Such difficulties have prompted a search for alternative methods of cell counting using bright-field microscopy. Generally, bright-field microscopy of flat, adherent cells suffers because cultured cells are transparent. As a result, contrast is very poor, particularly when imaging is done in the growth plane itself. Several software-based algorithms have recently been developed to improve contrast in bright-field images (4-6). Counting cells is relatively easy for naturally round, individually growing cells such as yeast (7). However, when flat, adherent cells must be quantitated, digital holography (8), z-projection of multiple z-stacked images (9), or intensity derivation (10) may be required to improve contrast and allow cell counting. These methods require acquisition of multipleimages followed by application of an image analysis algorithm, making them best suited to automated, high content screening microscopy.

Method summary

Unstained adherent cells are illuminated with monochromatic light through a pinhole aperture. In defocused bright-field images, each cell creates a bright spot that allows easy automated cell counting from single images. Contrast and counting accuracy can be further enhanced by brief swelling of cells in PBS.

Here we present a simple procedure to generate high-contrast images of flat, adherent and possibly confluent cells. The resulting images can be analyzed with free, readily available software tools, such as the ITCN plugin for ImageJ (11) or CellC analysis software (12). Cells may be counted directly from single bright-field images. Our approach allows users to count cells using a standard microscope present in most cell culture laboratories. Furthermore, it does not necessitate tagging of cell lines with fluorescent dyes or any other method of nuclear staining.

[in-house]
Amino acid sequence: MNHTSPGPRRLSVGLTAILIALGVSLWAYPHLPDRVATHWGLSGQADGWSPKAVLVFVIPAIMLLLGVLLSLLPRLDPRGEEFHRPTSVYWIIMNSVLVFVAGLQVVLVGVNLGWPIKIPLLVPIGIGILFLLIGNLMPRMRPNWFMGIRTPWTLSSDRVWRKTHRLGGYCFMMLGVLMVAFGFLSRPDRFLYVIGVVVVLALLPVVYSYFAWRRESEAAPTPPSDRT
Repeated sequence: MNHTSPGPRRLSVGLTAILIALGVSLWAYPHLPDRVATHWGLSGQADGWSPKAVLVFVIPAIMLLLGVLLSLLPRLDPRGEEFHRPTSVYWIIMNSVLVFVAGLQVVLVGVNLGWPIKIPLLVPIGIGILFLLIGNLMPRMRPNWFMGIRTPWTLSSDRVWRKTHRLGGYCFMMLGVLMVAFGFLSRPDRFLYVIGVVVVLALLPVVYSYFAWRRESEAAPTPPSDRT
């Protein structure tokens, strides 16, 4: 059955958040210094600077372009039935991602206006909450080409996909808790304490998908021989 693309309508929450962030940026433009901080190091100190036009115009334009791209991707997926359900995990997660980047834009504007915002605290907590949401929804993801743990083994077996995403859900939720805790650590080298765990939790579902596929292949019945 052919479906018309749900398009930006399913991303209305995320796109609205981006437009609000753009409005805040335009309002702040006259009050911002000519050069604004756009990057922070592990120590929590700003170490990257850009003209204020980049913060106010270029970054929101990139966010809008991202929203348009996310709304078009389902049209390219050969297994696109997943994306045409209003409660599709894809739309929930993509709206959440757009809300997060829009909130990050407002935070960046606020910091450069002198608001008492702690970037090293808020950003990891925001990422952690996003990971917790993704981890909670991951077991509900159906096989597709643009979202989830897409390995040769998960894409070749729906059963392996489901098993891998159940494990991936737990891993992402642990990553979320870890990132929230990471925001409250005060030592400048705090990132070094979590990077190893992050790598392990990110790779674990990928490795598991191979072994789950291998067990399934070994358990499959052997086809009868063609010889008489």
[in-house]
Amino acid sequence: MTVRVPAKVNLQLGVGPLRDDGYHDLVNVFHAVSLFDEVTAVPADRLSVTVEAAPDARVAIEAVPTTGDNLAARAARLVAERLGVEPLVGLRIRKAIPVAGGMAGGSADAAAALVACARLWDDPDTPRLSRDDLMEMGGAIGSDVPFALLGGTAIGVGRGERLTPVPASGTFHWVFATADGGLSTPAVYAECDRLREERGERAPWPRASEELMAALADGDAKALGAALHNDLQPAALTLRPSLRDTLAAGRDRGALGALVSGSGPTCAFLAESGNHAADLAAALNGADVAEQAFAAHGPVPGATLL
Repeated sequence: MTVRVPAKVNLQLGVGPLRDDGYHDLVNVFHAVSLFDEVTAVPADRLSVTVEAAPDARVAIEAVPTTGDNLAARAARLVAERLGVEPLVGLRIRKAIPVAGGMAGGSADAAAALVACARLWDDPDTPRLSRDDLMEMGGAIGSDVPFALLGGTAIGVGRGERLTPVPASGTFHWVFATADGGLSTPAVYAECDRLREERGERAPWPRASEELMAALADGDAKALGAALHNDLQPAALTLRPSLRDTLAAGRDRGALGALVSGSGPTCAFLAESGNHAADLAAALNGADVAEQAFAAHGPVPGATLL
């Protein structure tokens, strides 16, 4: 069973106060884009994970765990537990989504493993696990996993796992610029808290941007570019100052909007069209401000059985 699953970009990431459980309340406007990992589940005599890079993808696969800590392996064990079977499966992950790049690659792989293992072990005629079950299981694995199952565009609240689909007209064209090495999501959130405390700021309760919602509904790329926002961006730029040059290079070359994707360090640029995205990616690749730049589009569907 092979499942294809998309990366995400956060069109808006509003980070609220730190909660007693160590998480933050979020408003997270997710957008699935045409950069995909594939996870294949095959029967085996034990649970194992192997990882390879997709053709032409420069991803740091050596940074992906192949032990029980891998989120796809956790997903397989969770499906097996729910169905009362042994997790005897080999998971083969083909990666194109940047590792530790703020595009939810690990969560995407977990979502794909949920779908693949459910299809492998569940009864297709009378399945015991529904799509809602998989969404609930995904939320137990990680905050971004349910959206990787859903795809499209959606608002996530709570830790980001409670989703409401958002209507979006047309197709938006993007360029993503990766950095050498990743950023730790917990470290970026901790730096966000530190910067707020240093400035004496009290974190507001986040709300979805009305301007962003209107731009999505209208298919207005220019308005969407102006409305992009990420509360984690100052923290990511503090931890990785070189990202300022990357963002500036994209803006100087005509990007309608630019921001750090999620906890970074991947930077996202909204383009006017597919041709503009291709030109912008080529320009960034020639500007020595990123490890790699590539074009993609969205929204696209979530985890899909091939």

Cell culture

Cell culture plates were pretreated with 0.1% poly-L-lysine solution for 15 min, washed 4 times, and stored at 4°C. Human neuroblastoma (SH-EP) cells expressing the GFP-tagged nuclear histone H2B protein (SHEP-GFP) were cultured in DMEM supplemented with 4.5 g/l D-glucose, 10% fetal bovine serum, 100 IU/mL penicillin, and 100 µg/mL streptomycin at 37°C/5% CO2. SHEP-GFP cells were plated at densities of 50,000–5 million per well in 12-well plates and grown overnight. Live cells were imaged directly in culture media. Alternatively, the culture media was suctioned and replaced by PBS for 15 min prior to imaging to induce swelling of cells.


Images were acquired on an Olympus IX70 inverted fluorescence microscope (Olympus America Inc., Center Valley, NJ), using a 4×/0.13 NA Uplan air objective and a 2 megapixel Olympus MicroFire CCD camera. Parallel GFP fluorescence and pinhole illumination images were recorded for each growth region. Fluorescence images were recorded in-focus at exposure times of 300 ms, using the Fluorescein/ GFP filter cube (U-MNIB). For pinhole illumination, cells were illuminated by the tungsten halogen lamp at full power with the condenser fully open, without phase rings or filters in the illumination path.